Aaron and Helena Cowley founded Captozyme. Nephure, developed by a subsidiary, breaks oxalate apart.
Northeast Florida Roundup
Chemical break down
A Gainesville couple's company targets oxalate overload.
Innovation in Florida
Oxalate is a naturally occurring chemical found in most plant foods and is produced as an end product as the body metabolizes vitamin C. Some who consume foods with high levels of oxalate — including spinach, bran flakes, beets, potato chips, French fries and nuts and nut butters — can develop kidney stones or other problems, particularly if they consume too little calcium and too much protein.
While some people can benefit from a low-oxalate diet, few are actually aware of it. “There’s really nothing out there to assist with that,” says Helena Cowley, CEO of a firm called Captozyme in Gainesville, which she founded with her husband, Aaron.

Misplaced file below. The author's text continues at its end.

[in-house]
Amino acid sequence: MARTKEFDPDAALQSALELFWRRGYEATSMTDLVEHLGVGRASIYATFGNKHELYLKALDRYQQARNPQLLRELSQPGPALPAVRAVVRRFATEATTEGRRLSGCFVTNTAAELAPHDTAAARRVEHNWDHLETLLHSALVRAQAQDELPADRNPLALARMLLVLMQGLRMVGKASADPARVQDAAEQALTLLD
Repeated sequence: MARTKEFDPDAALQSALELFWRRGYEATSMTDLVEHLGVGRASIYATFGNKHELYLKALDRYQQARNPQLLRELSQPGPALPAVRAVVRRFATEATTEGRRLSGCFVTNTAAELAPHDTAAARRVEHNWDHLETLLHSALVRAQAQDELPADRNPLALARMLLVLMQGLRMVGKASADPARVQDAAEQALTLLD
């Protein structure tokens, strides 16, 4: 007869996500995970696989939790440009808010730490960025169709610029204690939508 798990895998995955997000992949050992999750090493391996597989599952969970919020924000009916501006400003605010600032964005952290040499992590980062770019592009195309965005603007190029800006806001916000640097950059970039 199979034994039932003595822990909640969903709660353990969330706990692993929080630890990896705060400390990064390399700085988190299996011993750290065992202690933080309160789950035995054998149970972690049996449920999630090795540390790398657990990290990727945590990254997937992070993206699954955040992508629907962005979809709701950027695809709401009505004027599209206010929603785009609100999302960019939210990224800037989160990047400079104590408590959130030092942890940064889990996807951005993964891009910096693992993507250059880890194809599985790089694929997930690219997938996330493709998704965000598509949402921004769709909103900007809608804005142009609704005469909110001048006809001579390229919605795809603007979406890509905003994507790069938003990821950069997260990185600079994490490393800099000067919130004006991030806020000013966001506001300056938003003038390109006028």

A subsidiary of Captozyme launched a product last fall called Nephure, a powder that dissolves in beverages and is designed to help break apart oxalate.
Helena Cowley, who earned a master’s degree in bioengineering in her native Sweden, came to Gainesville in 2007 for an internship. While there, she met Aaron, who has degrees in biochemistry. She returned to Gainesville in 2009, and the couple started the company as they researched enzymes to treat oxalaterelated conditions.
The Cowleys earned recognition for their work before launching the product, receiving a Governor’s Young Entrepreneur Award from Gov. Rick Scott in 2015. Cowley hopes their work will lead to more awareness of oxalate and its possible impact.
“It has never been the goal to just push a product,” she says. “We want to be an educational resource.”